Generally, when building a stereo rig the prevailing ideology is to build from the source out. So, in an analogue world you’d get the best turntable and stylus first and then worry about better speakers. The rationale being If the needle can’t read the record well the quality of the speakers are irrelevant since they are a downstream component. The signal is amplified from the source out. For recording it’s pretty much the same idea. No matter how fancy the software nothing will overcome a bad microphone or room dynamics. Some things just cannot be fixed in post production.
There are plenty of microphones available that work well for basic podcasting. This article outlines many good choices. Based on the usages I have seen so far in the various courses though I personally recommend the Blue Microphones Yeti USB Microphone – Silver Edition (there are different colours if you care).
There are several reasons I recommend this microphone:
- Allows for different recording patterns. (Aligning the recording pattern to the type of recording is very important. The company website has a graphic of the capabilities.) .
- The Blue Yeti is a USB microphone which makes it much easier for novices. Choosing a non USB microphone introduces an additional layer of complexity because you have to then get a board and other gear that really isn’t necessary. A high quality podcast can be recorded with a USB microphone.
- Blue Yeti is arguably the most popular USB microphone on the market making troubleshooting for it exceptionally easy. There is a wealth of information. Furthermore, it will be compatible with any competent audio software.
Acoustics is almost as important as the microphone. For podcasting you really want to try to reduce room noise (the sound of a buzzing fridge in the background) and echoes. This link I’ve included lays out some really easy steps to take to improve acoustics. For example, recording in a carpeted room makes a big difference. Even small things like having a large rug and curtains in the room make a larger impact than you would expect. You can also build a really cheap foam barrier which the link above discusses to reduce echo.
Personally, I use Garageband because it is easy to use and free. Honestly, the core abilities you will need in the software are equalization, noise gate, compressor, trimming, and mixing. Podcasting does not require an advanced software suite and it probably makes more sense to discuss these settings in practice rather than here. Often you don’t need to use a compressor or a noise gate but they make for a more professional product.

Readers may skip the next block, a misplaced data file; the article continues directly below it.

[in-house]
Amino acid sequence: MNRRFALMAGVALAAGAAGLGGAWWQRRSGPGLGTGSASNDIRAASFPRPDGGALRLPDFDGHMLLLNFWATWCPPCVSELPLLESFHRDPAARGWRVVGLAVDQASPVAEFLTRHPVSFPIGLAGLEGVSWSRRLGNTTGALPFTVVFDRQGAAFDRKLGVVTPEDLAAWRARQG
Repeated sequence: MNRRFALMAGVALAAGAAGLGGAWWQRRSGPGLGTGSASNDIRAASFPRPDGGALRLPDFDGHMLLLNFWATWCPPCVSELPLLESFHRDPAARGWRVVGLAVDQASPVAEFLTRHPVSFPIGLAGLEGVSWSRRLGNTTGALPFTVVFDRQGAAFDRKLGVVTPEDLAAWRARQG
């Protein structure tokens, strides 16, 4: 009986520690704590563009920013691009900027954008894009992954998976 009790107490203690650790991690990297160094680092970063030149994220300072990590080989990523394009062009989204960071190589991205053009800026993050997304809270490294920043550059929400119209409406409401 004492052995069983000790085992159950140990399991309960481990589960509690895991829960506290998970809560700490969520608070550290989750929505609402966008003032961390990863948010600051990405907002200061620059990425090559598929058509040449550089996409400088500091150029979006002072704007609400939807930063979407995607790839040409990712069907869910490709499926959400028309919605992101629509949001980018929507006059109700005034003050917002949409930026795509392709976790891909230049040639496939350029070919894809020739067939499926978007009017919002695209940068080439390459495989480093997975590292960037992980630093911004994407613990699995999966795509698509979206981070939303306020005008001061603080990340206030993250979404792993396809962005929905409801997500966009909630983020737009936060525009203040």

Also, very important but more seldom discussed is accessing a podcast. I am not sure the culture of posting materials regarding how professors feel about sharing their content to a “wider” internet audience vs keeping it locked behind D2L. However, a proper podcast should really be posted to a RSS feed that can then be read by podcast aggregators like iTunes, Google Music, or whatever. I’ve gone through the process of getting a podcast listed on iTunes and it is exceptionally easy. There are many ways to structure it but you could have feeds for every class so a student opens the feed and all of the podcasts are ready to go in chronological order and easily accessible and playable on any device of their choosing. This discussion is probably a more lengthy one but I would be happy to discuss it more in person.
An aside about the pitfalls of podcasting. Don’t be a podcast tyrant.
When recording in a new room it is inevitable some mistake will happen that requires the re-recording of a podcast. The risk can be minimized with test recording but eventually something will happen. I lost a 2 hour recordings once because of a fridge buzz. Problems like this are almost impossible to fix in post production. It is simply better to re-record the podcast. Basically, what I am getting at here is don’t publish a podcast that has a glaring audio issue. No one will listen to it. Audio issues are magnified substantially when listening in headphones, which I would suggest is how most students are listening to podcasts. Furthermore, it’s simply bad etiquette to force someone to listen to something that is unlistenable. Lastly, the most important piece of advice I have is don’t write a script write a skeleton. Have a structure of where you want to go in a podcast but don’t write a complete script. If you are reading from paper verbatim it will be monotone and the timing will always be unsettling to the listener. When recording visualize you are having a one sided conversation with an invisible guest. This will make the podcast infinitely more engaging to the listener. You want to get better at having a conversation with a microphone not how to write a better script. The essence of a podcasting, like radio, is conversational.
Google Doc on how to remote record a participant: